It goes without saying that there will always be issues medical science can’t yet solve, and those same issues aren’t going to be magically solved by living a FI lifestyle.  All the money in the world can’t fix ’em.

That said, good food, plenty of exercise, and very low stress levels might go a long ways toward helping with whatever issues plague you.  At least it did in my case.

For me, I know that my chronic migraines will likely plague me for the rest of my life, but I’m very thankful for the improvements financial independence has brought to the table.  It’s not perfect health, but improvement is a good thing.

Thanks FI!  Now if you’ll excuse me, I have a headache to nurse.


[Image Credit: Wikimedia, Flickr]

32 thoughts on “Your Money Or Your Migraines

  • October 3, 2018 at 5:29 AM

    I suffered migraines for most of my life, but reduced massively in last 10 years. Although nothing can cure it, they’ve reduced since I removed things that made my sinuses worse. I am allergic to cats (never knew when I was living with them in the house), and wear polarised sunglasses as glare definitely is a trigger. Normal UV protection sunglasses help slightly, but actually the polarised really reduced it.
    Then the last is good sleep. If I’m tired I often get triggered, and ironically after I’ve caught up the sleep. I think it’s when I relax after stress that causes it.

    Now, the only real trigger is when I have a cold/flu it might get triggered randomly, but that’s like less than once per year.

    Doctors couldn’t help actually, they go after things like cheese, chocolate, coffee, medication and none of those were helpful so I went back to doing those things. In the end it was all self determined since you know yourself best.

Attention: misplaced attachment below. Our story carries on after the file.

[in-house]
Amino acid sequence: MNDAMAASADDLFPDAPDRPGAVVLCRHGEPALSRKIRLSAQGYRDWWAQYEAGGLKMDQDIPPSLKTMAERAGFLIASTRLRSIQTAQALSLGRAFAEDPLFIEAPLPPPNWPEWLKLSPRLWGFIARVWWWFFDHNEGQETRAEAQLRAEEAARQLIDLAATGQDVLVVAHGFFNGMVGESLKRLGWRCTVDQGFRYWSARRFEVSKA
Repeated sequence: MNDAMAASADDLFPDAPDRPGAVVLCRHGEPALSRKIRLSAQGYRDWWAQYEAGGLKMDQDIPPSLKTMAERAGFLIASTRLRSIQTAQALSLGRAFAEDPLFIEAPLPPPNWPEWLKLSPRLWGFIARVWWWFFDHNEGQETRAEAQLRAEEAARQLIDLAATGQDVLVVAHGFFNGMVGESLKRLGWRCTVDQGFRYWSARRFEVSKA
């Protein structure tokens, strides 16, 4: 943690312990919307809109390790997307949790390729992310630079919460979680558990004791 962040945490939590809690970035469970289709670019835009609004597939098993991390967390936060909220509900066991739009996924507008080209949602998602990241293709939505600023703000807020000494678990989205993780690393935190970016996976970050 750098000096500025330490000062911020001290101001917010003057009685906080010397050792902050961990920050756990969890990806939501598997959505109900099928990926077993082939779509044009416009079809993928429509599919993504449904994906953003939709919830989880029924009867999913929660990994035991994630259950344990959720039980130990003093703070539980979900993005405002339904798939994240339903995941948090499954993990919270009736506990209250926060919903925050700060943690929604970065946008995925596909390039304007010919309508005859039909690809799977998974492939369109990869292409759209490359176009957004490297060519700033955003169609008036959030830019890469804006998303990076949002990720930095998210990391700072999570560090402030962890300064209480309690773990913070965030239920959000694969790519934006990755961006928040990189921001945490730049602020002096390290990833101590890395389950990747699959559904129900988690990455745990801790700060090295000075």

Agree that having FI is helpful, especially to reduce work-related stress or downtime.

    • Polarized sunglasses… that’s a good tip. I’ve never heard of that before. Might have to try it!

  • October 3, 2018 at 6:47 AM

    You’ve referenced before, but I didn’t realize migraines were such a constant annoyance for you – sorry to hear it, and glad FI has helped a little.

    Have you experimented with caffeine? I know it helps some (while exacerbating others…), so it might be worth a try. You might have to do a lot of green or black tea to get a meaningful dose, or you can join the cool kids and start drinking thick, rich, black coffee. Within 5-10 years you’ll grow to actually like the taste. Mmmmmmm….

    • Yeah, I’ve definitely tried different caffeine sources. Some kinds of caffeine do seem to be helpful. Green tea in particular has a slight mellowing effect on my migraines. Other caffeine sources like coffee and soda seem to be too “sharp” a caffeine spike that makes my headaches worse.

  • October 3, 2018 at 7:22 AM

    I used to have awful migraines, but I did a food rotation diet and figured out gluten and dairy were triggers and had to go. Since I changed my diet I get them once every 4 years instead of getting one every couple of weeks. Not sure changing your diet would work but just a thought.